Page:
If you use a modern browser like Google Chrome, or the more privacy focused Brave Browser then you’ve probably heard of browser extensions before. Here are a few browser extensions internally mandated at Route 1337 LLC that can enhance your privacy and security with minimal risk of breaking the sites you use.
uBlock Origin (not uBlock) is one of the most popular ad-blocking browser extensions out there. While we understand Ad-blocking can cost smaller sites and services needed revenue, we have decided that blocking all ads is a better move than risking the growing threat of malvertising1.
Forbes famously served malicious ads to users after asking them to disable their adblockers2, which is a big part of why we decided to push forward with this extension. Additionally, search engine ads are frequently used to get phishing sites at the top of the results page3 where you might click on them thinking they are a trustworthy site.
For these reasons we recommend an ad-blocker as your first line of defense in every browser you use.
The EFF’s Privacy Badger
Privacy Badger by The EFF is a browser extension that takes a novel approach to protecting your privacy. It analyzes the pages you visit and attempts to figure out what services follow you across otherwise unrelated sites. It then decides to block the ones that appear to be tracking you. While uBlock Origin might require some configuring, Privacy Badger is meant to be more install and forget.
Consent Manager is another privacy focused tool. This extension attempts to automatically hide those tracking cookie banners and decline consent via omission. It’s fast enough that we never even see the banners. Not only is this a nice user experience enhancement, but it lets you know when sites ignore your wishes and set the cookies anyway.
The caveat to this tool is that it doesn’t actively click reject buttons, so sites that (possibly illegally) assume silence equals consent, will still set the cookies. In our experience we see a roughly estimated 30% of the sites we visit day to day complying with rejection by omission. This is still a decent security and UX improvement.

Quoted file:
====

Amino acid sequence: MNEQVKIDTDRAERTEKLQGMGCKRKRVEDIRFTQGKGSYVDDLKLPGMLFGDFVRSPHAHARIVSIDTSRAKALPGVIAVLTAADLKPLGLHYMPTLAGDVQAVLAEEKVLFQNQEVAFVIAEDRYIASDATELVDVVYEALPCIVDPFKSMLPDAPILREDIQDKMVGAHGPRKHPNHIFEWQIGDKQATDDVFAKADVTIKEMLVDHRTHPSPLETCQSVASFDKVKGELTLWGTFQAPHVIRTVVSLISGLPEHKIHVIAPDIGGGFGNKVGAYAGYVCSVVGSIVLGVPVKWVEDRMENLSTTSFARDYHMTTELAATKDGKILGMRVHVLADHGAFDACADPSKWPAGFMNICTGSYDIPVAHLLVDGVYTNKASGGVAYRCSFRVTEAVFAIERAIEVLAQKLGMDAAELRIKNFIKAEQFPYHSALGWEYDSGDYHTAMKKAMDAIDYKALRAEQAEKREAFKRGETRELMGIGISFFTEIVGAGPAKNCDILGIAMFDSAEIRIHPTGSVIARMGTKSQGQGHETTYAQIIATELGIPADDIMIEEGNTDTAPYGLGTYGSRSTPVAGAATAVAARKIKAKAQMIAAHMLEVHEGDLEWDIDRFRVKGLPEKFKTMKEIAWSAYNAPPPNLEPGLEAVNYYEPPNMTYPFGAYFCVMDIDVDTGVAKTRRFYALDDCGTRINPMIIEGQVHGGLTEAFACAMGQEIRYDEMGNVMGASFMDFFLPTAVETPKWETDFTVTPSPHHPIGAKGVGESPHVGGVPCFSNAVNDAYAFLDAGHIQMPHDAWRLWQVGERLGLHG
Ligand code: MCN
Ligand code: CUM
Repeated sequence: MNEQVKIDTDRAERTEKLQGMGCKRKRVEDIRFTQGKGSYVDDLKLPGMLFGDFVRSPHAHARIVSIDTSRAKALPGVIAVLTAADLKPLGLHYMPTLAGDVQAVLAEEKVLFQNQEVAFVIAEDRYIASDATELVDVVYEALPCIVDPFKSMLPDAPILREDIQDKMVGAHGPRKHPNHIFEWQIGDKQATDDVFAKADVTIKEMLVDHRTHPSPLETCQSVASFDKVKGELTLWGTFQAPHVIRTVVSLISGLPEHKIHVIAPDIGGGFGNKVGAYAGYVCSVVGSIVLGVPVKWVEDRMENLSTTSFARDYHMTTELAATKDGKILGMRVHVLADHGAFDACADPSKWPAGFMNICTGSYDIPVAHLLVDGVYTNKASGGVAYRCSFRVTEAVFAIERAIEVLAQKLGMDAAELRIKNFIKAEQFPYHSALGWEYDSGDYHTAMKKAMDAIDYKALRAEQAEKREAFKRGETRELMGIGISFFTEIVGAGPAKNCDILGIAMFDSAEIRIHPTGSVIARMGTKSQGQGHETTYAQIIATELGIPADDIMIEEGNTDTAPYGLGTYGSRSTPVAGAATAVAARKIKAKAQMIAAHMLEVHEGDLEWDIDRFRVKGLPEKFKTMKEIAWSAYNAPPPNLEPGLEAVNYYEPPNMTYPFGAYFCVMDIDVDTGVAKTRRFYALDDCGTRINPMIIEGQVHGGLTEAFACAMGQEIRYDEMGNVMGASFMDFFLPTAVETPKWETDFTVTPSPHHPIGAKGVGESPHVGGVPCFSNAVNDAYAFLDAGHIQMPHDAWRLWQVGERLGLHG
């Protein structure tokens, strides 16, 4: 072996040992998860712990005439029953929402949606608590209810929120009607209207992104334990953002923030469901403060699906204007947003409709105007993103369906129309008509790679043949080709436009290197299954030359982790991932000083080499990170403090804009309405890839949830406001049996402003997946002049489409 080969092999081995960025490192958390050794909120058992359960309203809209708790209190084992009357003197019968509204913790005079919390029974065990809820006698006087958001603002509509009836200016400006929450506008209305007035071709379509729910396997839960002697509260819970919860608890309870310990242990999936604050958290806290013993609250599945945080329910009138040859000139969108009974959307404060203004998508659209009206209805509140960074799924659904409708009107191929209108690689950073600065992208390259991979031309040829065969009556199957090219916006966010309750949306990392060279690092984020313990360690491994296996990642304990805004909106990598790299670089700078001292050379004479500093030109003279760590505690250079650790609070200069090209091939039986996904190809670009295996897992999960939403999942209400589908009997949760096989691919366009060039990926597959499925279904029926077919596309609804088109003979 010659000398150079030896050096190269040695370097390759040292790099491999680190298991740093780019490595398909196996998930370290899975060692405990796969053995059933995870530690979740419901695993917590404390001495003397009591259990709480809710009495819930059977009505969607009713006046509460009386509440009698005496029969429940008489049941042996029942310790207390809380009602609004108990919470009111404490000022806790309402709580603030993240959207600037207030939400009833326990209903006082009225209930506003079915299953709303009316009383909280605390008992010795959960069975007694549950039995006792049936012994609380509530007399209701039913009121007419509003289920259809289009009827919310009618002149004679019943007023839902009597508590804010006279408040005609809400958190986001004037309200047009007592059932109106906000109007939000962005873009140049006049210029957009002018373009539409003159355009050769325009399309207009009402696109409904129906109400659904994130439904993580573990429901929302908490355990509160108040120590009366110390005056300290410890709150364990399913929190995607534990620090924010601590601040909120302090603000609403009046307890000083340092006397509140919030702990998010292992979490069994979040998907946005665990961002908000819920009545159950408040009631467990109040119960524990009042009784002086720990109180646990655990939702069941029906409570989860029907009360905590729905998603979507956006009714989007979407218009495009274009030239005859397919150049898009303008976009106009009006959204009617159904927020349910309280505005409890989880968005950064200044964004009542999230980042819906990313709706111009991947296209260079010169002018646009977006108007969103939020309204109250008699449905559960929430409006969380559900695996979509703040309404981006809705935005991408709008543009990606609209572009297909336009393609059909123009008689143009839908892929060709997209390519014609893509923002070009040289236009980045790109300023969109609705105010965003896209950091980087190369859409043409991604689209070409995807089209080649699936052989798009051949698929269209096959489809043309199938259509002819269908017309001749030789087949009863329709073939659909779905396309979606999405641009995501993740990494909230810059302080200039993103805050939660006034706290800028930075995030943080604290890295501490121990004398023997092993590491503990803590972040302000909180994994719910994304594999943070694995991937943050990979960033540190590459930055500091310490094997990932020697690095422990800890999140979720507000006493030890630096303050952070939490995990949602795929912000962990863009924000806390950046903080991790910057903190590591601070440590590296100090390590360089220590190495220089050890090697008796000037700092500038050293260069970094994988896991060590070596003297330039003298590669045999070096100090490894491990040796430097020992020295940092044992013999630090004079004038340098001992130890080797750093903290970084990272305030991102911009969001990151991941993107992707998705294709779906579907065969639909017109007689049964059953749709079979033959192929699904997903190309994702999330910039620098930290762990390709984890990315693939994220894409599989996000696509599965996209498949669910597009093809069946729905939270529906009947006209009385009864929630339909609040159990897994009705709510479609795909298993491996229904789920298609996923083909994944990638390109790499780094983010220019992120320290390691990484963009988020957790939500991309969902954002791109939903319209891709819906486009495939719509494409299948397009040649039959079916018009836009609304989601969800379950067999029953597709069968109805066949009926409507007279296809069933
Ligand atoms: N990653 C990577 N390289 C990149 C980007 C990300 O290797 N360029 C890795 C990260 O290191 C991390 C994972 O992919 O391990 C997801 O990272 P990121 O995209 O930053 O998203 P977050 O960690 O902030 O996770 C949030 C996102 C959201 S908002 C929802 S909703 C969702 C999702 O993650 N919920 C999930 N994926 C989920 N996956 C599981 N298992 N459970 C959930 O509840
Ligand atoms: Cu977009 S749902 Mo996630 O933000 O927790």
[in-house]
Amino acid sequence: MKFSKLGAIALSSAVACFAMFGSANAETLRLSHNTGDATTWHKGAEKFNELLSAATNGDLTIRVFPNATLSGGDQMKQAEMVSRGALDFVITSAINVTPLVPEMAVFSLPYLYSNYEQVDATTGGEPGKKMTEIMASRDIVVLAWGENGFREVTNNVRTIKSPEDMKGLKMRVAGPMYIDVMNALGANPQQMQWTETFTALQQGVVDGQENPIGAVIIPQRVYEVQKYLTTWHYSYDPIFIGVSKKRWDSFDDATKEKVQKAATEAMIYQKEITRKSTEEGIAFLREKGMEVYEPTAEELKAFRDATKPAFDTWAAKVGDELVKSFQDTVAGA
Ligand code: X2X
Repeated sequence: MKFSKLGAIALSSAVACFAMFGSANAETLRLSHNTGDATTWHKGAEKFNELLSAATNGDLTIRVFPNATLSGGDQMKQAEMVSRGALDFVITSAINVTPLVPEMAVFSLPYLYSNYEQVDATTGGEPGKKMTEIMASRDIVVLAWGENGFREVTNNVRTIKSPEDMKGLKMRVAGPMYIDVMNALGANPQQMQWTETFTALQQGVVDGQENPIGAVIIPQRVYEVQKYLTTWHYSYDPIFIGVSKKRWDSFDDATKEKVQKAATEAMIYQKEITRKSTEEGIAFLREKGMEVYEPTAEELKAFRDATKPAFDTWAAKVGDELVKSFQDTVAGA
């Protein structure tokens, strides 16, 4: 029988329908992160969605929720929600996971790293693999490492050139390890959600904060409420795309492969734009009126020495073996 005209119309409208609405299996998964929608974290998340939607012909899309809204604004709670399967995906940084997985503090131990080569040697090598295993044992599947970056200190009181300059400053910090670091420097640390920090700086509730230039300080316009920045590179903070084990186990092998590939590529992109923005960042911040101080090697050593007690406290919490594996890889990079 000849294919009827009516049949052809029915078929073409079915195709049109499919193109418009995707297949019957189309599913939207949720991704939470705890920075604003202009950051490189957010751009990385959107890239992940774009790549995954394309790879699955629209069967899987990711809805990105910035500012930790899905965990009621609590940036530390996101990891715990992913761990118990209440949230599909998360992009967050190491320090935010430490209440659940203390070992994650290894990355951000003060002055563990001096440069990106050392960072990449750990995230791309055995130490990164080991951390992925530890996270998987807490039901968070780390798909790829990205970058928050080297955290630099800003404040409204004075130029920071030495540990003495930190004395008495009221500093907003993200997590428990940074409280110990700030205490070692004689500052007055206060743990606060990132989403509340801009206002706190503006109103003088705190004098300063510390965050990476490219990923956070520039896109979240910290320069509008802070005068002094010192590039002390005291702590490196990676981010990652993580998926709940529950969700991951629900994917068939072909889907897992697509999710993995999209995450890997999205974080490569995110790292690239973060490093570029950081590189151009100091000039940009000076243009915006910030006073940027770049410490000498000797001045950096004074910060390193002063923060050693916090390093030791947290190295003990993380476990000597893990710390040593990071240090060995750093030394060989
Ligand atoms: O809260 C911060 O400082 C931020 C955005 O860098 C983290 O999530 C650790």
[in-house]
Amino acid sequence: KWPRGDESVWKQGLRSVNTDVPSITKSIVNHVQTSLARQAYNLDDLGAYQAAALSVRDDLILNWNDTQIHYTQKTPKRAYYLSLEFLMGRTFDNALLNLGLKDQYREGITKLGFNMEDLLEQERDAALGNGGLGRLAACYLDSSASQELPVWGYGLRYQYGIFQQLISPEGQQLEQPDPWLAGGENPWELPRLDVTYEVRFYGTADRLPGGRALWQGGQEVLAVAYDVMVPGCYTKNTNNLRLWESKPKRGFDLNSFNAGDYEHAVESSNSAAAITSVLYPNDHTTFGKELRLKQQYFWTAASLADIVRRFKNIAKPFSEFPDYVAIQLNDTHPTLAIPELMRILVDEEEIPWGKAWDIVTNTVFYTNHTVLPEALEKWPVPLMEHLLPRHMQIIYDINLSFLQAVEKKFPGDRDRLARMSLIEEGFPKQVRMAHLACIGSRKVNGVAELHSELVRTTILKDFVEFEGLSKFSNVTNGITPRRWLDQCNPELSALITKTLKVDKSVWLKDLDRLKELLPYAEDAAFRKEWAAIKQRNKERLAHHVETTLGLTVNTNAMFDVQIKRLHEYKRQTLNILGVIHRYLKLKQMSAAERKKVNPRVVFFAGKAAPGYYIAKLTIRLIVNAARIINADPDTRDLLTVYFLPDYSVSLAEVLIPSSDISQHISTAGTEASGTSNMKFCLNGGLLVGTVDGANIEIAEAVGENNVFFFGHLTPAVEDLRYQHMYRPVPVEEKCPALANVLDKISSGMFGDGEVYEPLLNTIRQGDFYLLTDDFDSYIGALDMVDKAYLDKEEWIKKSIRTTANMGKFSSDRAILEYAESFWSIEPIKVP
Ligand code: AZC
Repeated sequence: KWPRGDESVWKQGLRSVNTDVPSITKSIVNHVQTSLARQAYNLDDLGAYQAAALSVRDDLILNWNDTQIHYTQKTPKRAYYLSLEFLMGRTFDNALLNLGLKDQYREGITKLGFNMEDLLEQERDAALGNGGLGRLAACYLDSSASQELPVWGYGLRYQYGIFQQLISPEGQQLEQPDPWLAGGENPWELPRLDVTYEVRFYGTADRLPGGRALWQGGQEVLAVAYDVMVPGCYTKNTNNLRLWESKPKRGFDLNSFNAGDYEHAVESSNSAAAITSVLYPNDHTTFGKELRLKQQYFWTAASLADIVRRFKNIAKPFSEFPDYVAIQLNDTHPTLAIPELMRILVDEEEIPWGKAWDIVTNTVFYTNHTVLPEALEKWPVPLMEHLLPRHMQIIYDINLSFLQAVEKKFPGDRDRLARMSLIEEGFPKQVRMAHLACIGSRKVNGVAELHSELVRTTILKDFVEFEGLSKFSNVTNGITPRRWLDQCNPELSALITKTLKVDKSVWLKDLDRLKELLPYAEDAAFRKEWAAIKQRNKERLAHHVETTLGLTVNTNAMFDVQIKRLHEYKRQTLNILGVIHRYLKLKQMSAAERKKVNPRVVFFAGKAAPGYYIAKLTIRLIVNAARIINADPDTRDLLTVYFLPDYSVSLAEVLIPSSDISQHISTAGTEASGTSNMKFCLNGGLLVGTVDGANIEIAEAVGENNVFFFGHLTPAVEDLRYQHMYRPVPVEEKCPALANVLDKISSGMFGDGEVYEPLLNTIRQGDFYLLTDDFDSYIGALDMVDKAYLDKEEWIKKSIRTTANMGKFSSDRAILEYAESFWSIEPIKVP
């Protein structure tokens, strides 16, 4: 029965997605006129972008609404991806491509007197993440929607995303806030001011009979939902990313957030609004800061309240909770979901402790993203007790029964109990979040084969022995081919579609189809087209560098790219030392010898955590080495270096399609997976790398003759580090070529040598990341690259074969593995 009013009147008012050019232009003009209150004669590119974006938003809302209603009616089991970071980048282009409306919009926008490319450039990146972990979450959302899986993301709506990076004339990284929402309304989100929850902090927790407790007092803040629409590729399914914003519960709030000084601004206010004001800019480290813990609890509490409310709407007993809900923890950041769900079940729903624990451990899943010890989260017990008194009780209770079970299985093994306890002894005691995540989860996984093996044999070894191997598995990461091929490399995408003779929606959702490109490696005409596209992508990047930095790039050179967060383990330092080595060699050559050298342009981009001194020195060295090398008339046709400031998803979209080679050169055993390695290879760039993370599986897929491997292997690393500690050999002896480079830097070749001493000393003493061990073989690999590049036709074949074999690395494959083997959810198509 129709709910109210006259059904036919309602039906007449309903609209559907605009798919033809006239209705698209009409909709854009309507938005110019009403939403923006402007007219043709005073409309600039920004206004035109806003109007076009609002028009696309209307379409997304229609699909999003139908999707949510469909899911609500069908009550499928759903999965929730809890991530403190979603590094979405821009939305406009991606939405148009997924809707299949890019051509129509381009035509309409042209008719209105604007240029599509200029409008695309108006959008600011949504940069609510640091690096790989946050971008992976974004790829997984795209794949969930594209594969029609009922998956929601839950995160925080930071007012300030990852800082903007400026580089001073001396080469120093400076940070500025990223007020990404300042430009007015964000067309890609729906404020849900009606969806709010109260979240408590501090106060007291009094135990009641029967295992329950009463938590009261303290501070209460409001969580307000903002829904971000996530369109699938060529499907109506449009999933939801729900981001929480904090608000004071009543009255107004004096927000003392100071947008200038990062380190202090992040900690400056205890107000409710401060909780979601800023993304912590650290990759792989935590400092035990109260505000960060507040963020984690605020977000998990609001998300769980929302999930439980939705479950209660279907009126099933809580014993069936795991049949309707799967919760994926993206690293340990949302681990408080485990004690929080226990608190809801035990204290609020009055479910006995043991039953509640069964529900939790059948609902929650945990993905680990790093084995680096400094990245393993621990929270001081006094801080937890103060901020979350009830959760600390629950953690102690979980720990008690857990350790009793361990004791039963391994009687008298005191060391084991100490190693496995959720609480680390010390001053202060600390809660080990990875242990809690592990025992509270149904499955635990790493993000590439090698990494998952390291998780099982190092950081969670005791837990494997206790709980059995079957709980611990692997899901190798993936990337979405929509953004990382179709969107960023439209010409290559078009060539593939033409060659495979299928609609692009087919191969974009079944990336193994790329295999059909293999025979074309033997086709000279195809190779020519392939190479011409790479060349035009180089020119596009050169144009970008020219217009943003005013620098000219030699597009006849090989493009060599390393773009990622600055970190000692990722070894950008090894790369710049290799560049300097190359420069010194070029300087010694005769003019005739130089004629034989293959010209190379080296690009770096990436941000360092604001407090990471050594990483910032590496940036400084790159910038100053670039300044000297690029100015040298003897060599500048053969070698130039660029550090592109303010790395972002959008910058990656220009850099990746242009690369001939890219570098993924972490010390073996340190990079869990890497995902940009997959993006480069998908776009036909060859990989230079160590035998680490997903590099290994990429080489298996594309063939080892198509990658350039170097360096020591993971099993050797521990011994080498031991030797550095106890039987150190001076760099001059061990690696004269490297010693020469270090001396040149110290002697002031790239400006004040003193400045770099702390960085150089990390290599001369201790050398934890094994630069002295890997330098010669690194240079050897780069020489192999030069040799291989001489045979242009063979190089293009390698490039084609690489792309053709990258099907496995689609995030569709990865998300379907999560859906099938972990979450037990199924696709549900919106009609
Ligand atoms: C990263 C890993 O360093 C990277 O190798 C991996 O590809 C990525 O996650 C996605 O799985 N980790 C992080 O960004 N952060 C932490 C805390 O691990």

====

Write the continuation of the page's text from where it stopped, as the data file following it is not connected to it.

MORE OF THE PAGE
Suspicious Site Reporter
Finally we have Google’s own Suspicious Site Reporter, which serves a very important function in our opinion.
At some point major browsers decided that their default behavior is to now hide the full URL from the end user by default. In our opinion, and the opinion of many others4, this dumbing down of the browser UI is actually harmful. Users were taught for years to look for things like
https:// and the full URL to make sure they’re in the right place.
paypal.co is fake but less obviously so than
It’s been a debated topic but we’ve found in our own internal research, that a full URL is clearer to non-tech savvy friends and family than just the top level domain.
We don’t use this extension to actually report suspicious sites to Google, but having it installed in Chromium-based browsers reverts this behavior and properly shows the full URL, including the protocol, subdomains, and path as we’ve all expected for years.
Final Thoughts and Disclaimer
These browser extensions are recommended based on the experiences of our staff, along with some informal internal research using friends and family. Cyber security is an iterative process. Every tool you install, and every choice you make either increments or decrements your overall security posture.
Internally we mandate these extensions on all company owned computers via MDM. Externally we all voluntarily use them as good personal choices. Browser extensions are not the be-all/end-all of web browsing security, and we still recommend vigilance and a suspicious eye be kept on the sites you visit.
We are not affiliated with any of the tools or projects recommended in this tutorial. While our expertise in cyber security informed our choices, we are making these recommendations as personal opinion with no implied warranty or liability. We do offer consulting services if you need help deploying and managing these extensions and their configurations.